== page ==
Washington State Senate Republicans want to revise the state’s renewable energy mandate to reduce the cost burden on utilities’customers. Senate Bill 5735 would allow utilities to meet state-mandated renewable energy targets by investing in non-electricity-sector programs that cut greenhouse gas emissions.
The bill sponsored by state Sen. Doug Ericksen (R), chairman on the Senate Energy, Environment, and Telecommunications Committee, passed the Senate March 9, 2015.
Todd Myers, environmental director at the state-based Washington Policy Center, calls SB 5735 “a step in the right direction.” Although Myers objects to renewable mandates, he says the bill is a positive step to help reduce the potentially high cost of Washington’s energy regulations.
“If the goal is to reduce carbon emissions, we should reward any activity that achieves that goal. Giving utilities more options to meet that goal drives down the cost while increasing the chance of success. Currently, the law is so restrictive there is basically only one way to meet the targets: wind power. These proposed changes would increase the options for compliance,” Myers said.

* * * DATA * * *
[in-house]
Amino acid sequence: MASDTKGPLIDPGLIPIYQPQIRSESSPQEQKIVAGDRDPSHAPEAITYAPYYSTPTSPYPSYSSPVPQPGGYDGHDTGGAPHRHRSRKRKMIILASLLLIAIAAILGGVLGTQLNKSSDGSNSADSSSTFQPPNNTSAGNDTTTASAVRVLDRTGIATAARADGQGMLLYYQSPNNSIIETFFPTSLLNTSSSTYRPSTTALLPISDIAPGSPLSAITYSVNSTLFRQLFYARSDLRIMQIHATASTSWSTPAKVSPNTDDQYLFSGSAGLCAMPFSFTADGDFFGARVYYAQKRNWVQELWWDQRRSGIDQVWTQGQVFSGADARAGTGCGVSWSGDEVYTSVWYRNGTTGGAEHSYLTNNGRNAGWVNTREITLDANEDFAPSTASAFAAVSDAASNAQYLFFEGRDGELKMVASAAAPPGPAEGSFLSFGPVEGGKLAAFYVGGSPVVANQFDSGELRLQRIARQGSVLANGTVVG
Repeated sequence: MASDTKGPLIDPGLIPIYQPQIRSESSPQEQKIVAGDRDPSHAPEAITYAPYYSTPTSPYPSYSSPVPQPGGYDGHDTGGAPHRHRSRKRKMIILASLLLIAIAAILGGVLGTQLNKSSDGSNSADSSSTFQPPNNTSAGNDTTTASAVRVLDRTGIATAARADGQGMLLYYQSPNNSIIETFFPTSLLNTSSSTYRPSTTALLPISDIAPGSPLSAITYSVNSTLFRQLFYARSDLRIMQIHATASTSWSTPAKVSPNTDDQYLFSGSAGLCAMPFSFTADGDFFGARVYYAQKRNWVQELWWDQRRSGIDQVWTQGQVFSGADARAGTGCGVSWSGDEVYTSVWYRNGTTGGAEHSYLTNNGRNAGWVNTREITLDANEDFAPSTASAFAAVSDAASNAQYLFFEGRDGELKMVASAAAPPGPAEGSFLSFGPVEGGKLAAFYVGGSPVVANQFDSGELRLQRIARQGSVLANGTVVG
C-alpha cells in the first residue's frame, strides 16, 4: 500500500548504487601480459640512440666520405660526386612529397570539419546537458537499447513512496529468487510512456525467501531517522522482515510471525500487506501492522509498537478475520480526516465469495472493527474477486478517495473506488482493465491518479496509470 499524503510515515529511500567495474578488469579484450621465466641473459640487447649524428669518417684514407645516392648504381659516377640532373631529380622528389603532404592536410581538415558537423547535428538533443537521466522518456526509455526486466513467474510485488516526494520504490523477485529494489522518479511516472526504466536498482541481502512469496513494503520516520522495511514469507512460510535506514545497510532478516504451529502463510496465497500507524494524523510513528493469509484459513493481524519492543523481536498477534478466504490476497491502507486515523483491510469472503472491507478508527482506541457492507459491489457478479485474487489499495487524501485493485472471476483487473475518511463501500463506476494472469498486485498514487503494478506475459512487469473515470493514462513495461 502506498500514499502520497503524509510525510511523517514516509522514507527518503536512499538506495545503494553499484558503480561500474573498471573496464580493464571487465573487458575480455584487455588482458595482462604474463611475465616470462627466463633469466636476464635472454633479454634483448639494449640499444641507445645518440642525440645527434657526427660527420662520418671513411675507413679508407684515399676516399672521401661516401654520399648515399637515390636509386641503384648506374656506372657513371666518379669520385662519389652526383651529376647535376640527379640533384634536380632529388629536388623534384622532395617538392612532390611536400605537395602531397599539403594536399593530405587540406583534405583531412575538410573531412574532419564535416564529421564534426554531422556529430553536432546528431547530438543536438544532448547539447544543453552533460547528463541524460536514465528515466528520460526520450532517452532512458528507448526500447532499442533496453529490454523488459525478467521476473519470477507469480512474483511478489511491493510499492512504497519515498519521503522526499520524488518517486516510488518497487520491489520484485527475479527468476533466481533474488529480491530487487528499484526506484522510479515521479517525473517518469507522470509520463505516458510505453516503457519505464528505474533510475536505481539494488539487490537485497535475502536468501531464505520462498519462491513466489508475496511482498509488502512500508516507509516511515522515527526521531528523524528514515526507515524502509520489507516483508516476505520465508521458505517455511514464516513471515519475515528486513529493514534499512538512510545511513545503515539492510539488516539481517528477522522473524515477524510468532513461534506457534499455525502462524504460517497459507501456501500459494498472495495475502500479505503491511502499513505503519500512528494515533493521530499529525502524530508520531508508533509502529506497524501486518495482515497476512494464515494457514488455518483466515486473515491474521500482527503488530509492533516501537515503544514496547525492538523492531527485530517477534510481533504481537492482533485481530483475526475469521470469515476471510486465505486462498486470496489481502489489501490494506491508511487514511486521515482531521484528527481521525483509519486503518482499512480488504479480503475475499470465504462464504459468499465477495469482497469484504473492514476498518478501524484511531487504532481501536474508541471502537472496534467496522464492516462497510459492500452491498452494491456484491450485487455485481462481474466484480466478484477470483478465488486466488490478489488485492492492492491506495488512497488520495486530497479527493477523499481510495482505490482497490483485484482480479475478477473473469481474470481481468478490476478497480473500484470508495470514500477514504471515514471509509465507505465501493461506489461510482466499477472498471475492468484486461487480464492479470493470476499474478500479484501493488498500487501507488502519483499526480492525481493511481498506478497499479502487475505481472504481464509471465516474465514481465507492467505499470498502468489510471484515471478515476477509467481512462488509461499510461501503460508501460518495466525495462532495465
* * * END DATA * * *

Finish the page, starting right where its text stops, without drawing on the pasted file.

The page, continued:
Changes to the Standard
Ericksen’s bill would credit investments in projects such as electric vehicle charging stations, converting fleets to alternative fuels, carbon sequestration projects, and energy conservation programs. Utilities would receive credits for each project a third party verifies reduced carbon emissions, as long as the utility invests 1 percent of its annual revenue in such projects. These credits would count toward meeting the state’s current standard of delivering 15 percent of each utility’s electrical power from renewables by 2020.
Ericksen argues Washington’s current renewable standard increases the utility sector’s greenhouse gas emissions because it dismisses hydroelectric generation and because the extremely variable nature of wind generation requires greater use of fossil fuel-fired power plants to balance loads.
The prospect for passage of SB 5735 is unclear. Although Republicans have a majority in the Senate, where the bill has garnered the support of one Democrat, Maralyn Chase, Democrats control Washington State’s House of Representatives, where there appears to be little support for the effort.
Alyssa Carducci ([email protected]) writes from Tampa, Florida.